Author: Alastair Reynolds
512 pages • £18.99 (hardback)
There’s long been a fascinating tension at the centre of Al Reynolds’s writing. It goes something like this: Reynolds, a former astronomer with the European Space Agency, is a hard SF novelist whose work has the rigour and science smarts of Stephen Baxter. Yet he’s also a man with considerable flare for the grotesque, a keen admirer of China Miéville.
It’s arguably this combination that made his Revelation Space novels so memorable. This was space opera with – to use a term we usually avoid, if only because nobody can quite decide whether it’s a mickey-taking description – a New Weird sensibility. Or maybe it was cyberpunk-infused space fiction with a postmodern twist. Whatever, it was seriously cool. And maybe it’s this that’s caused Al Reynolds’s inner nerd, the kid who watched Thunderbirds, to rebel so spectacularly this time around.
Well, that’s one way to explain the radical shift in style that Reynolds has embarked upon with House of Suns. Largely gone – with the notable exception of a gruesomely memorable expedition into slice-and-dice torture-cum-interrogation for old time’s sake – are the gothic flourishes. Instead, we’re offered a whole new timeline based around the idea that most civilisations simply can’t survive their space ages. But as different societies rise and fall, there are ways to endure...
Having been born in the Golden Hour, an era when humanity is still in the ascendancy, Abigail Gentian splits herself into a thousand clones. These clones or “shatterlings”, collectively known as the Gentian line, travel the galaxy over the millennia in slower-than-lightspeed starships, meeting every few thousand years for reunion parties of gargantuan proportions, where they share experiences and knowledge. But at the 32nd reunion, the Gentian line is ruthlessly attacked. Why? Two rebellious shatterlings, Campion and Purslane, along with Hesperus the golden robot, may hold the key to discovering why the attack was initiated.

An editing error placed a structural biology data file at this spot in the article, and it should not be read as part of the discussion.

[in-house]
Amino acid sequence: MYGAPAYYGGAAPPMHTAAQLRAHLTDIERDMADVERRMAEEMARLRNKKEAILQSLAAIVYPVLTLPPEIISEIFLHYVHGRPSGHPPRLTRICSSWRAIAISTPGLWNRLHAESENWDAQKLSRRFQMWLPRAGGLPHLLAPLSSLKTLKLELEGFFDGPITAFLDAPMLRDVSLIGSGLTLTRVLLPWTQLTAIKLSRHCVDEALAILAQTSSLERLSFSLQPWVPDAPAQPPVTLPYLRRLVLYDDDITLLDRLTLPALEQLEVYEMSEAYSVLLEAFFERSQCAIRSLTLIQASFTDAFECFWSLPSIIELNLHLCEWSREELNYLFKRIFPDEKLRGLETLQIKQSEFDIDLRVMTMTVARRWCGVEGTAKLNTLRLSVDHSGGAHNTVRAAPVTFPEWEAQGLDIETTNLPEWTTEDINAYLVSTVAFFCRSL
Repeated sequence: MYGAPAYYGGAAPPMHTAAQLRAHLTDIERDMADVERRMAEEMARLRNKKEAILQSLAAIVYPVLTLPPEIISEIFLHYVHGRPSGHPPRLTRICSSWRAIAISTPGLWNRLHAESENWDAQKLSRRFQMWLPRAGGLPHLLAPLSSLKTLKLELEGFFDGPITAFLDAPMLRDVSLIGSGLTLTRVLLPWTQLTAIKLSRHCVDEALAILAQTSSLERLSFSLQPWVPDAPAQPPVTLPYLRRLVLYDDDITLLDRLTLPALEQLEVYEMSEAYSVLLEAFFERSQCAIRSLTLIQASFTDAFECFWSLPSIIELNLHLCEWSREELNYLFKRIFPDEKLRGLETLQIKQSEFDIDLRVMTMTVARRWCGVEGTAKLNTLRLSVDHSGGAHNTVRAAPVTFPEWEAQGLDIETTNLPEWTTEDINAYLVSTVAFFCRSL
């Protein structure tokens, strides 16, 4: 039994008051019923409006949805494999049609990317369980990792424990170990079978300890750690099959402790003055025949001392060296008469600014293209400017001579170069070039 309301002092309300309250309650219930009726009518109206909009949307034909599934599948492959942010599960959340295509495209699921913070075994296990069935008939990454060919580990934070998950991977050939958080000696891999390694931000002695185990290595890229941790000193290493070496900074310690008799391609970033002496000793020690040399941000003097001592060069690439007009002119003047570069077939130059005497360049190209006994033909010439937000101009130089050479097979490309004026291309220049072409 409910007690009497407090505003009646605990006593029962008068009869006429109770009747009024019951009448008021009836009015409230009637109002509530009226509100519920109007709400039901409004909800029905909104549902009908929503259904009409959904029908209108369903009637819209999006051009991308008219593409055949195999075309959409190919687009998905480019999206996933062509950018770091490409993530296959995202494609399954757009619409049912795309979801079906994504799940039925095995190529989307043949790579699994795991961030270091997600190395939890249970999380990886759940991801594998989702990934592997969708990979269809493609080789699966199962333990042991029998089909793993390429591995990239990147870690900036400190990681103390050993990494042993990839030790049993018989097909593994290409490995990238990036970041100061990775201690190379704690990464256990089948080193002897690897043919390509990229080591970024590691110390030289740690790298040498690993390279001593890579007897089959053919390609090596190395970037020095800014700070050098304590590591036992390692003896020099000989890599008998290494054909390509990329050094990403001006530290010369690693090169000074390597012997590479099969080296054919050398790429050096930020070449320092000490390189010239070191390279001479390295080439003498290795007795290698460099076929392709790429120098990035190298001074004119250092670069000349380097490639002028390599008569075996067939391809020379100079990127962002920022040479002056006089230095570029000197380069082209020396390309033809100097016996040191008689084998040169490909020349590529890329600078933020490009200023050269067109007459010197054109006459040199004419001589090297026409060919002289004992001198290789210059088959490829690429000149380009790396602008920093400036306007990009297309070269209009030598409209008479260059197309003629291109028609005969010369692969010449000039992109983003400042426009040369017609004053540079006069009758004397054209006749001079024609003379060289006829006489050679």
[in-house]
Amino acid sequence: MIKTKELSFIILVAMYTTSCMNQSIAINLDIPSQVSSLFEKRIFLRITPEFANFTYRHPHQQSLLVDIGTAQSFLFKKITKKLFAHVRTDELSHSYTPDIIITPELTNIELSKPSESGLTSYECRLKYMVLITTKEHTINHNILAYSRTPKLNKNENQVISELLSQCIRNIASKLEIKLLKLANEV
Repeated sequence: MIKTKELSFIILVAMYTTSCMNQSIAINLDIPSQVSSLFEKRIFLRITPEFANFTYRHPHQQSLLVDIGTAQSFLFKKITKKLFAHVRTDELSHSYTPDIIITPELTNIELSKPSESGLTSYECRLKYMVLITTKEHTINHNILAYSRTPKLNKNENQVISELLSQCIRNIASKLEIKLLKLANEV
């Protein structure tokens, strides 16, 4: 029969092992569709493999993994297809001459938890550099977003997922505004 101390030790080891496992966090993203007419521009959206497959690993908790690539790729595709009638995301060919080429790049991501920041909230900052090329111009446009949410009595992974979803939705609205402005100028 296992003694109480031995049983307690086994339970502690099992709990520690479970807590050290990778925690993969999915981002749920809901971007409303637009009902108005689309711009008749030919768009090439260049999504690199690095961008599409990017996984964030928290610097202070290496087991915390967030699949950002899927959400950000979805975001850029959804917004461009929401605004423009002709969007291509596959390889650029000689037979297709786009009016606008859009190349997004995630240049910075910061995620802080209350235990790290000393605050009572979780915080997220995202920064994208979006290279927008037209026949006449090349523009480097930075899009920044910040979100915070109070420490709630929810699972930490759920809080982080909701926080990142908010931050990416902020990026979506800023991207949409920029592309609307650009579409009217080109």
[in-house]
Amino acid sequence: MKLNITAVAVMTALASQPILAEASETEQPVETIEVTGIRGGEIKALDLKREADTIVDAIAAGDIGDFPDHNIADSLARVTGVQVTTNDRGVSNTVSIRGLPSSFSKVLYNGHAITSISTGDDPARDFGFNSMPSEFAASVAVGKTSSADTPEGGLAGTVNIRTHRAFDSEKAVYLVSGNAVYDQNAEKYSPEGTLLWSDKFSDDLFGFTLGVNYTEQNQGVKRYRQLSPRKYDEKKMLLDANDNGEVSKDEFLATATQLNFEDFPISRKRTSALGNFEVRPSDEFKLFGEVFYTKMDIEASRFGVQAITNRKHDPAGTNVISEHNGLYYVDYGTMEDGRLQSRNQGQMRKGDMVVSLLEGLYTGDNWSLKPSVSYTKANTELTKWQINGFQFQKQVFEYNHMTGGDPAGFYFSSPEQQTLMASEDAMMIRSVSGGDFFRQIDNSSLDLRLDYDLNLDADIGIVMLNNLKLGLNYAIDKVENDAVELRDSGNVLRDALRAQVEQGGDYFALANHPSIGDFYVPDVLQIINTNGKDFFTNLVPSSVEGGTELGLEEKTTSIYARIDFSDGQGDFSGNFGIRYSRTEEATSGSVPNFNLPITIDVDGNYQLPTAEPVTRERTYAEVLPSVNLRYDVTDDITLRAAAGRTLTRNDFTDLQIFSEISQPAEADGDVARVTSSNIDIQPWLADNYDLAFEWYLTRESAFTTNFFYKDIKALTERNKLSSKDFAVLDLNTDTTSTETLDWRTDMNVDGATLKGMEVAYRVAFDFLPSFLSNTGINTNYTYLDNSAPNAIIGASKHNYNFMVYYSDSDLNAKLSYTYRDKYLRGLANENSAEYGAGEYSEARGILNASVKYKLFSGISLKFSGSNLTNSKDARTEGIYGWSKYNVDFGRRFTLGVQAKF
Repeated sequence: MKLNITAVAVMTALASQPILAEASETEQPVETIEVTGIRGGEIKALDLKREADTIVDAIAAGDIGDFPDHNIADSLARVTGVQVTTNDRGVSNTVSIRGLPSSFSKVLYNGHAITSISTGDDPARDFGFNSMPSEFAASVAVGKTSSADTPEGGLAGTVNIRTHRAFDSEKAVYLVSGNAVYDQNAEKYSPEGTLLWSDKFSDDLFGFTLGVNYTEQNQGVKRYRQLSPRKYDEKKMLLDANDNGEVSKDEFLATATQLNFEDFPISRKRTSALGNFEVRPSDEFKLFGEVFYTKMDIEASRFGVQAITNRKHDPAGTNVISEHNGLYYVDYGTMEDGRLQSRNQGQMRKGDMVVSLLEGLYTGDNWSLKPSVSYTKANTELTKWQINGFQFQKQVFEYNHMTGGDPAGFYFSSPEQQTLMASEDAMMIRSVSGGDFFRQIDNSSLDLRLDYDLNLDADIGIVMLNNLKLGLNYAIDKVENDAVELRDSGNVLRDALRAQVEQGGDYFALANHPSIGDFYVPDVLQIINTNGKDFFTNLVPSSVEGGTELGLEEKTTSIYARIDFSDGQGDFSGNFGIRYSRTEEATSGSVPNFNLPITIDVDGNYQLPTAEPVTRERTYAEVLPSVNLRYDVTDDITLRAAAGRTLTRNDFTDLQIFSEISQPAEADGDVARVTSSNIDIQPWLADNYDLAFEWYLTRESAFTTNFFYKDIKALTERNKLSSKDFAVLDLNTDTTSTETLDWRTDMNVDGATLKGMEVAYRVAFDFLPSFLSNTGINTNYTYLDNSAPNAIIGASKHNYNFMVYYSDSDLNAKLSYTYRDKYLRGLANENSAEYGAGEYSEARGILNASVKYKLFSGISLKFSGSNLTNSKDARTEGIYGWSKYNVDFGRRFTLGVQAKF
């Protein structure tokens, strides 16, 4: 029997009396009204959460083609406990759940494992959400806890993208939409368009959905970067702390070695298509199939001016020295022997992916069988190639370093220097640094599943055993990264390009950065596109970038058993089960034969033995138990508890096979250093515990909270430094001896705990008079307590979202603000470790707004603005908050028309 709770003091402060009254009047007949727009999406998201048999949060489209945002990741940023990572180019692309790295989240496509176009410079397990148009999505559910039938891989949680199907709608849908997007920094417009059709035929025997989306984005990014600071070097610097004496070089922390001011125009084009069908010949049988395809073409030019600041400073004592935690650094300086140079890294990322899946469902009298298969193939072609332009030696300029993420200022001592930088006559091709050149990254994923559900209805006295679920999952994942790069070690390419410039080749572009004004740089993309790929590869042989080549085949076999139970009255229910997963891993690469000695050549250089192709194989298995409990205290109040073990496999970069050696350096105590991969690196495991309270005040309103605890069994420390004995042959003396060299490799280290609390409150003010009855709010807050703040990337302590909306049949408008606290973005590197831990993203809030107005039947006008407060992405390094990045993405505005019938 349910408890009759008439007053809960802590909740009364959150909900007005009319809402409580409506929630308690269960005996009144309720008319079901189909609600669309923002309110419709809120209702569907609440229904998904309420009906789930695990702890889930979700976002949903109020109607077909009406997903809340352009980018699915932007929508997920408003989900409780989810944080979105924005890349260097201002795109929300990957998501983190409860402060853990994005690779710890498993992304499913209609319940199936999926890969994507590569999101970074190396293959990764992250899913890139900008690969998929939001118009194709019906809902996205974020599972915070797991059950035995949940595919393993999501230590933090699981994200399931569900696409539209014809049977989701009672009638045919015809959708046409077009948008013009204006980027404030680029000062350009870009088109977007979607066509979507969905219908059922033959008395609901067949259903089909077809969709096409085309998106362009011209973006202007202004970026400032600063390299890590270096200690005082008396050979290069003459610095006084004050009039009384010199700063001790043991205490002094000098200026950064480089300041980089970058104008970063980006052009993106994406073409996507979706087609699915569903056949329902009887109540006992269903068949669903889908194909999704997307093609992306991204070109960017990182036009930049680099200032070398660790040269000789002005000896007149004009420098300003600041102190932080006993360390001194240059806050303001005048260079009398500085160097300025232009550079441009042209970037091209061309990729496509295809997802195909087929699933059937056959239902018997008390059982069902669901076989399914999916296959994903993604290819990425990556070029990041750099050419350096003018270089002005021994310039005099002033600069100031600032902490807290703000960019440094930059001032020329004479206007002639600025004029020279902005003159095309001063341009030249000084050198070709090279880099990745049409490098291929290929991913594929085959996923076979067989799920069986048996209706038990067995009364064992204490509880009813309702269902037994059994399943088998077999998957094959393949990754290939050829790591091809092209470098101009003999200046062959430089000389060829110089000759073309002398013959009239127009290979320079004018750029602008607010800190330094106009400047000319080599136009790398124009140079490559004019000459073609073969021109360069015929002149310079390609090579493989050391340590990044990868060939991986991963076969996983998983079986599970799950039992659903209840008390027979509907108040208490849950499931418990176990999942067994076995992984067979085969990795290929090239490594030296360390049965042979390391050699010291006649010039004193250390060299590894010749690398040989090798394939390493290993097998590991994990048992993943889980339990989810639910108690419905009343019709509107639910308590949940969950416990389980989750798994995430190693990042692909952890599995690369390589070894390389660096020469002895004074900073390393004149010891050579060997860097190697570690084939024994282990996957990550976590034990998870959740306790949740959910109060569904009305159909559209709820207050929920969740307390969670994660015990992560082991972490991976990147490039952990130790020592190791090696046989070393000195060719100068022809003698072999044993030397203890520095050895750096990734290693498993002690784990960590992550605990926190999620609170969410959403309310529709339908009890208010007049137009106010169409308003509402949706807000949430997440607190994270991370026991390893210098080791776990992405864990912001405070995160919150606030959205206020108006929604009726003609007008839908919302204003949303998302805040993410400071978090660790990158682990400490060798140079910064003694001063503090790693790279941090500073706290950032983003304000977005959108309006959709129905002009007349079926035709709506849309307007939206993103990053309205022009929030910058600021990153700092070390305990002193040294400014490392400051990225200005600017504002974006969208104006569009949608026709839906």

In previous years, Reynolds would have laced such a plot with sentient missiles or some such. Not any more. Instead, he nods back to SF’s rich history. The noble yet slightly scary Hesperus, for example, could be straight out of Asimov’s “Robot” stories. In addition, Reynolds’s debt to Larry Niven has never seemed more obvious, and that’s before you come across the first “Ring World” reference.
Don’t let that fool you into thinking Reynolds is somehow regressing; it’s more that he seems to have jettisoned baggage that was beginning to hold him back. Of course, there’s an obvious danger here: nodding back to SF’s past could be a nostalgic, even conservative move. What’s striking, though, is that after years of reading about anti-heroes who would wear black leather in a vacuum were it a practical spacesuit material, Reynolds’s approach seems new, exciting, vibrant.
On the downside, he tries to pack too much in, leading to some conversations late on in the book that seem solely designed to fill in plotholes. But while that’s moderately disappointing, the book’s final revelations are near-perfectly judged, based around the running theme of how different spacefaring races might learn to communicate and overcome mutual suspicion (always a resonant theme during interesting times, such as those we’re living through now...). Reynolds’s conclusion to this conundrum, one that makes House of Suns a kind of first cousin to Ken MacLeod’s Learning the World, is cautiously optimistic. Ultimately it’s this that gives his novel real heart and soul - an infinitely rarer commodity than any amount of self-consciously insouciant cool.